On February 2nd, the President unveiled his new $4 trillion proposed budget for FY 2016. Obviously the federal government was paying close attention, but state and local governments were also on high alert. The reason? Simple: the President’s budget also provides funding to states and localities in several different areas like transportation, education and infrastructure.
One of the most talked about features of the President’s budget was the end of caps on discretionary spending. Liz Farmer, Public Finance Writer at Governing, explained the situation to us.
“Caps spending are yearly appropriations encompassing nearly every government function,” she said. “They have particular impact for state governments in areas such as education, transportation, veteran’s benefits and natural resource protection.”
The end of cap spending would likely mean more flexibility for state-level spending. Cap spending was imposed by the 2011 deficit-reduction deal known as sequestration. In 2013, the strict cuts forced many federal agencies to furlough employees and eventually led to the 2013 federal government shutdown. The strict spending caps also had a major impact on the states."
“The President has called the spending caps ‘mindless austerity,’” said Farmer. “He also acknowledged the fact that the cuts tie up funding for state and local governments is really not the way to grow the economy.”
For state and local entities, discretionary spending caps meant that anything that was primarily or partially funded through federal money was affected. That money includes transportation funding, education-related funding, and police protection-related funding.
“These state agencies had to operate on half steam or not at all. It meant a lot of local and state workers ended up working more than they usually would, and they weren’t sure if they were going to be properly compensated,” explained Farmer.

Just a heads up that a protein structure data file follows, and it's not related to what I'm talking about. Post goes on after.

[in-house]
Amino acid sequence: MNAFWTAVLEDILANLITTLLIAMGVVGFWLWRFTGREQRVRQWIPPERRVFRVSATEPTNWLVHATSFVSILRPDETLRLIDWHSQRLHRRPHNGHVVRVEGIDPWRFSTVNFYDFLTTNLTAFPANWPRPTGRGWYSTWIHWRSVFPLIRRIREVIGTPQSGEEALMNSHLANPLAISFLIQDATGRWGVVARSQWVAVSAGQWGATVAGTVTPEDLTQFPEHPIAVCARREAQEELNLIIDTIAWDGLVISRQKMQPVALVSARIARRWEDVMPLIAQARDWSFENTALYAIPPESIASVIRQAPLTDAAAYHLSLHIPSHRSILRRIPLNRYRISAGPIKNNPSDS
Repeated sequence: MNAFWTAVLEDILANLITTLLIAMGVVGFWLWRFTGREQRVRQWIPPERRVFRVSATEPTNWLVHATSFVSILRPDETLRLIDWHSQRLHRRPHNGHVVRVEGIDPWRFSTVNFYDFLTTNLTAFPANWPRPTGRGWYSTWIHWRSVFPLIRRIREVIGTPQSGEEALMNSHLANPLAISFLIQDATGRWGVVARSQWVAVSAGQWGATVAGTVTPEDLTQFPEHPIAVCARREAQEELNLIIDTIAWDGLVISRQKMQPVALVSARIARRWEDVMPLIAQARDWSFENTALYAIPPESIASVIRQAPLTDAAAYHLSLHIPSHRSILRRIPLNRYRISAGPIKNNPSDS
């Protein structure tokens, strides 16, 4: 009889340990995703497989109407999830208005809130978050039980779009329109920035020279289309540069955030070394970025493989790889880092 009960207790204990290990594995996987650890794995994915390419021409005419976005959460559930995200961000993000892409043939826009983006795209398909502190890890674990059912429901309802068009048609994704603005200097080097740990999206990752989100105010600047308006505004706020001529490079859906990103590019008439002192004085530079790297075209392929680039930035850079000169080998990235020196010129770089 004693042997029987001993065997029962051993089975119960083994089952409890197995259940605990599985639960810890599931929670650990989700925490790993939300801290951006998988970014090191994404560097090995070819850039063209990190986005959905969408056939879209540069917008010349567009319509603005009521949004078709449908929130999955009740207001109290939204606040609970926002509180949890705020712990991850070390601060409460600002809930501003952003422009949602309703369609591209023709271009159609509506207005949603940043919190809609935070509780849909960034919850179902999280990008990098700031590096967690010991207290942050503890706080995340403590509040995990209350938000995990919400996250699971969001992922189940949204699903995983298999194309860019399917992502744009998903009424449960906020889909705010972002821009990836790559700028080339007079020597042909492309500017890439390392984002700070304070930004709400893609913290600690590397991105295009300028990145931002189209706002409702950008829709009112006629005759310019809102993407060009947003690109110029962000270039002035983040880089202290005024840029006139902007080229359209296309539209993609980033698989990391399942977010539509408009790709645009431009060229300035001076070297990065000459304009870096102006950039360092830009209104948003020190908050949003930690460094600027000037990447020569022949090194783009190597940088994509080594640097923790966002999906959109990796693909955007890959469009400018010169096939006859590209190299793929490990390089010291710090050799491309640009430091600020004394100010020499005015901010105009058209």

While the President’s budget calls for the end of cap spending, there is not definitive proof the cuts will be repealed because Congress still has to get their hands on the budget. “I feel safe in saying that the budget as it stands will never ever pass this Congress,” said Farmer. In fact, the last few years have seen more continuing resolutions rather than a formally passed budget. However, Farmer has hope this fiscal year will be different. “There is a real desire to pass a real live budget this time, but you’re certainly going to see Congress attack any kind of increased spending.”
Here’s a little breakdown of the budget by its numbers: the proposed budget would lift spending in 2016 by $28 billion. That amounts to a three percent increase. “The White House budget estimates that sticking with the current caps next year would mean the lowest real funding level for research since 2002 – other than when sequestration was in full effect in 2013 – and the lowest real per-pupil funding levels for education since 2000, a major disinvestment in exactly the areas where investment is needed to support growth,” said Farmer.
In particular, the White House budget estimates that federal grants to state and local governments will total $652 billion in 2016, representing a 13 percent increase from 2014. While 13 percent seems like a large increase, Farmer cautioned against being too optimistic. “The 13 percent increase seems really big because they’ve been dealing with single digit increases or zero increases in recent years. But in reality, the 13 percent jump is more like getting spending back on track.”
To learn much more about how the President's budget will affect state and local governments, check out Farmer's post in Governing.
What do you think of the President’s budget?